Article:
While in grade school, one of my favourite teachers took the class to a graveyard and showed us how to do charcoal rubbings of tombstones. The imprints we made on paper fascinated me almost as much as the cemetery.
We wandered the rows of towering monuments and smaller, plainer stones. Many of the older ones crumbled while struggling to remember who they were keeping company. Did the markers say more about who they watched over or those who had placed them there? I couldn’t say.
On Sunday afternoon, I thought I'd visit the Aurora cemetery to look for a headstone I'd heard about. John Bowser was a Canadian man who'd worked on the construction of the Empire State Building and helped bring the project in under budget and early but was not recognized for his efforts as well. When he died, a 10 foot tall granite likeness of the building was erected as his headstone.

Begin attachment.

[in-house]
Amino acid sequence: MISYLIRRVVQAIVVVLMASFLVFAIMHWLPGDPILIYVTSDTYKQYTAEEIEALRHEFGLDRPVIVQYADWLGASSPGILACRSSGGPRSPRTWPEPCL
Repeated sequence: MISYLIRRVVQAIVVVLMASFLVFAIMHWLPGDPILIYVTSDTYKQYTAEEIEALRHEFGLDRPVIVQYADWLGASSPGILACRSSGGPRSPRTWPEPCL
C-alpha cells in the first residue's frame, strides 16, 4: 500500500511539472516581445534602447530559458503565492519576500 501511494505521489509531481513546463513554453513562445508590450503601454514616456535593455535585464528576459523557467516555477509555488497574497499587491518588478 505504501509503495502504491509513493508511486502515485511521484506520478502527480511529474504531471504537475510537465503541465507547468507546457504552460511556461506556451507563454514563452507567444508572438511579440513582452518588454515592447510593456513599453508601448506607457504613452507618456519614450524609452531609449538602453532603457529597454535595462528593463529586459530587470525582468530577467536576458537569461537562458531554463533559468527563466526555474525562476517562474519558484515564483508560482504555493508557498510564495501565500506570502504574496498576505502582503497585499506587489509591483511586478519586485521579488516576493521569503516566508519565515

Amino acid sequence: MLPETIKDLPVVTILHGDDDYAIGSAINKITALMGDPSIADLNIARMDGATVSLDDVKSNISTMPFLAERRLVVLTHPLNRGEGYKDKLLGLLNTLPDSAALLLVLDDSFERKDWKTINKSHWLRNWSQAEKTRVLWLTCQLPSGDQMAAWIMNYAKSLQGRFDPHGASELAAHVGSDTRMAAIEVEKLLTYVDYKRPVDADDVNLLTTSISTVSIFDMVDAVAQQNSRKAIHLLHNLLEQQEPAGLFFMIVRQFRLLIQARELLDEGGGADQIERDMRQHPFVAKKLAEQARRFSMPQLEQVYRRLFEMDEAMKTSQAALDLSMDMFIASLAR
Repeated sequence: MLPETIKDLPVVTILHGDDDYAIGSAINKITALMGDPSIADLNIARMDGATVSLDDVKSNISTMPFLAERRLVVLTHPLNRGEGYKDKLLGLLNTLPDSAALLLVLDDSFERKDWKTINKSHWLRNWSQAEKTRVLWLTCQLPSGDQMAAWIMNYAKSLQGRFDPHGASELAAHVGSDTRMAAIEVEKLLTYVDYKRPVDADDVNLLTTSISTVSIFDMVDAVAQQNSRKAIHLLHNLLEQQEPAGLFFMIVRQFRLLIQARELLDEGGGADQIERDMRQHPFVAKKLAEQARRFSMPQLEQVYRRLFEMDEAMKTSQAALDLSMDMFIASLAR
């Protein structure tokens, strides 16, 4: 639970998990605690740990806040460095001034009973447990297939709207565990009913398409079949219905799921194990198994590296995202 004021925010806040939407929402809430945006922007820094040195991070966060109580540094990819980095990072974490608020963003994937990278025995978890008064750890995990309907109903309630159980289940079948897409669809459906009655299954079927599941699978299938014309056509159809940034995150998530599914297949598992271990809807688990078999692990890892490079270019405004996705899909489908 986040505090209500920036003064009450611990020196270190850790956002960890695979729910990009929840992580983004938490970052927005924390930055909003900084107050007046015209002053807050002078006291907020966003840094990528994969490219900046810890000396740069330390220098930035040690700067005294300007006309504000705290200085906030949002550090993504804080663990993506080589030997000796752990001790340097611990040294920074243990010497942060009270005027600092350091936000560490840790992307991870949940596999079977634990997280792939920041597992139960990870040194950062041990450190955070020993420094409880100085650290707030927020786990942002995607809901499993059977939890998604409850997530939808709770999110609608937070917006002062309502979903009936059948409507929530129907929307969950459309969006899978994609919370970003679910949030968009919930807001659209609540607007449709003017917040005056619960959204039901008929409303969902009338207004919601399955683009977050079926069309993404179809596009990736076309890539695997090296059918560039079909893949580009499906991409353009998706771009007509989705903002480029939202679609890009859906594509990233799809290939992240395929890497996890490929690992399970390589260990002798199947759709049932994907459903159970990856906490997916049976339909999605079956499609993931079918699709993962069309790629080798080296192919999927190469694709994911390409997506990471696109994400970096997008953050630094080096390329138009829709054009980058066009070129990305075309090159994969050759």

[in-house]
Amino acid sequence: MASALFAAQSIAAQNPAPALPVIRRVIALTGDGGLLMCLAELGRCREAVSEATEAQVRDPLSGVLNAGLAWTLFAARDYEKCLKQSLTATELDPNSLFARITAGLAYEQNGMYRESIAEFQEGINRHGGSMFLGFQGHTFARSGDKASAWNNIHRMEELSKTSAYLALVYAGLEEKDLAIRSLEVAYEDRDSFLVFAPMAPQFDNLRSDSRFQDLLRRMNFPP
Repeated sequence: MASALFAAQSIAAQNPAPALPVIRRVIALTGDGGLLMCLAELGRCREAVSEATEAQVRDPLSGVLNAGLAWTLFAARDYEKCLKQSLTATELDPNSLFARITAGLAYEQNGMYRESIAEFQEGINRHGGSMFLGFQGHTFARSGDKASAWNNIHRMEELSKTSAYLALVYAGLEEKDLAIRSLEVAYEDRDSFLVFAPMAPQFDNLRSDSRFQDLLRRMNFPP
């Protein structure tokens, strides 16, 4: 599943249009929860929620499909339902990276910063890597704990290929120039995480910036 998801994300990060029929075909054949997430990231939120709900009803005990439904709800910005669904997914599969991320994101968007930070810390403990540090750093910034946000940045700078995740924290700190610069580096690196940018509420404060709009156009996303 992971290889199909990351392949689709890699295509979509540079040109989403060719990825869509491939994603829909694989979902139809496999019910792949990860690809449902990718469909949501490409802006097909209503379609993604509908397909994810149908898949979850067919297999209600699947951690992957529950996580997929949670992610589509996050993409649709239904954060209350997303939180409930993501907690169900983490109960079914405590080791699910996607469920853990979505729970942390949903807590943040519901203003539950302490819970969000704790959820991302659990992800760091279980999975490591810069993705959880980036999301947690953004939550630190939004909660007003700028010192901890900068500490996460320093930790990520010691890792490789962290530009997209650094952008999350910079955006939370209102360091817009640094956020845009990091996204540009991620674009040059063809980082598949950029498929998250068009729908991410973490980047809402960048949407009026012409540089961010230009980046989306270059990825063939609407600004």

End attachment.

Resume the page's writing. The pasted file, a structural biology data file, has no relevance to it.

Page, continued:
After finding it and taking a photo (click to enlarge), I wandered around looking at some of the other stones. I couldn’t stay long because I’d naively been ready to admire the monuments but forgot that I was not prepared for a discussion with myself on mortality.
As I came upon a section of very small tombstones, some with teddy bears propped up against them, I felt glad not to have seen markers like these years ago as I wandered, charcoal and paper in hand.